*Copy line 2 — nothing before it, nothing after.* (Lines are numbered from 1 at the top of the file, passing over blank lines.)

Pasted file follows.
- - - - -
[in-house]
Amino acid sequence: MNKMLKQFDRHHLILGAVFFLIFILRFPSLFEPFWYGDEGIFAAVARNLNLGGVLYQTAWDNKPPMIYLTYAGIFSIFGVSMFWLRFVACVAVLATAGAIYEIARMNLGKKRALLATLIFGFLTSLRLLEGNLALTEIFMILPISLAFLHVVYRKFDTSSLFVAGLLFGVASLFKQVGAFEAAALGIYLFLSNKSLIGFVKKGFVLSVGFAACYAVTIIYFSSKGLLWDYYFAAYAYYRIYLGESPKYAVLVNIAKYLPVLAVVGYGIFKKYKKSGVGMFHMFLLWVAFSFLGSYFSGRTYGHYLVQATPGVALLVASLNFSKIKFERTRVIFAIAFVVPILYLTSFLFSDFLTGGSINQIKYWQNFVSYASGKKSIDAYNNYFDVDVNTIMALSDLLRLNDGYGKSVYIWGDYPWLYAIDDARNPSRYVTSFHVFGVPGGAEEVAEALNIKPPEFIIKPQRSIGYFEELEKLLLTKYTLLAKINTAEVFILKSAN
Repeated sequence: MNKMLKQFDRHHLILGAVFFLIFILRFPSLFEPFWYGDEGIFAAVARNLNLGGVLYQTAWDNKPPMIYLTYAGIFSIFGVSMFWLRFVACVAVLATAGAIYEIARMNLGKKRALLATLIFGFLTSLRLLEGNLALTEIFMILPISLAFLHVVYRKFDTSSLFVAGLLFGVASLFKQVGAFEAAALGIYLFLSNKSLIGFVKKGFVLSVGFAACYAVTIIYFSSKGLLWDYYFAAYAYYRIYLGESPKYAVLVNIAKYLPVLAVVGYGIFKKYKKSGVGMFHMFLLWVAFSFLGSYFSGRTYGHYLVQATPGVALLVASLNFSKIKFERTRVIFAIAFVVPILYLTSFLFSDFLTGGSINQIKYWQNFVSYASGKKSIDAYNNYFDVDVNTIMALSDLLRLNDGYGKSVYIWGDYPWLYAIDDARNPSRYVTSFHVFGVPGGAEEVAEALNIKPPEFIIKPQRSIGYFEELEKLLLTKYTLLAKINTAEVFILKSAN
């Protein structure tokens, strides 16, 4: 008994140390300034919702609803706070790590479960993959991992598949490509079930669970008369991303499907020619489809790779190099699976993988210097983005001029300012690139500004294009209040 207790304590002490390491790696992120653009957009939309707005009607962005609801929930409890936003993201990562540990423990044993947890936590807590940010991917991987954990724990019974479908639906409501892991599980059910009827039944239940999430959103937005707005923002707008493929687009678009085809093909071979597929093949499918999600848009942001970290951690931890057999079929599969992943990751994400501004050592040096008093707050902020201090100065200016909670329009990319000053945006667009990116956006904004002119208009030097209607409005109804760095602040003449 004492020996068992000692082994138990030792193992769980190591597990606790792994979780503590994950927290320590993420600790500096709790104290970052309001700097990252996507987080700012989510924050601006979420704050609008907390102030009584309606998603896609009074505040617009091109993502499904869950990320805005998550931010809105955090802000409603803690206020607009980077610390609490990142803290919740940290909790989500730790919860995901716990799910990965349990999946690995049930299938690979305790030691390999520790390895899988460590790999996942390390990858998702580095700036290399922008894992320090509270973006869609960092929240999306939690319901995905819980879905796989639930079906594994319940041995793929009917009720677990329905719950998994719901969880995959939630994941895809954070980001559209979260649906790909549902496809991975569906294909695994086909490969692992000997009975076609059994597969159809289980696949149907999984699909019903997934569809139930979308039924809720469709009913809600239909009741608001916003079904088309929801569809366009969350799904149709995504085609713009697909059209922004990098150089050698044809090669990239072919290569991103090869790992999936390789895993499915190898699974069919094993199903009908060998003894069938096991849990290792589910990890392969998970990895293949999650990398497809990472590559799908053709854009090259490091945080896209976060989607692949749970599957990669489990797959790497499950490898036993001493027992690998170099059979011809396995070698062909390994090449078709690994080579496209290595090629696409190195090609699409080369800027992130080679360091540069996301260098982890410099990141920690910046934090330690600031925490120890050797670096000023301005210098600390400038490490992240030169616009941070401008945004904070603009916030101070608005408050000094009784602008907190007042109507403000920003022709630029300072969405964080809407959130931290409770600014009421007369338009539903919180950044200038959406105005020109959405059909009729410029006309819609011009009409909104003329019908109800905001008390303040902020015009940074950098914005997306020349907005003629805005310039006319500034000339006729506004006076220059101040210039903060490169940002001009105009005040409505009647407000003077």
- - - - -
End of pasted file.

Amino acid sequence: MNKMLKQFDRHHLILGAVFFLIFILRFPSLFEPFWYGDEGIFAAVARNLNLGGVLYQTAWDNKPPMIYLTYAGIFSIFGVSMFWLRFVACVAVLATAGAIYEIARMNLGKKRALLATLIFGFLTSLRLLEGNLALTEIFMILPISLAFLHVVYRKFDTSSLFVAGLLFGVASLFKQVGAFEAAALGIYLFLSNKSLIGFVKKGFVLSVGFAACYAVTIIYFSSKGLLWDYYFAAYAYYRIYLGESPKYAVLVNIAKYLPVLAVVGYGIFKKYKKSGVGMFHMFLLWVAFSFLGSYFSGRTYGHYLVQATPGVALLVASLNFSKIKFERTRVIFAIAFVVPILYLTSFLFSDFLTGGSINQIKYWQNFVSYASGKKSIDAYNNYFDVDVNTIMALSDLLRLNDGYGKSVYIWGDYPWLYAIDDARNPSRYVTSFHVFGVPGGAEEVAEALNIKPPEFIIKPQRSIGYFEELEKLLLTKYTLLAKINTAEVFILKSAN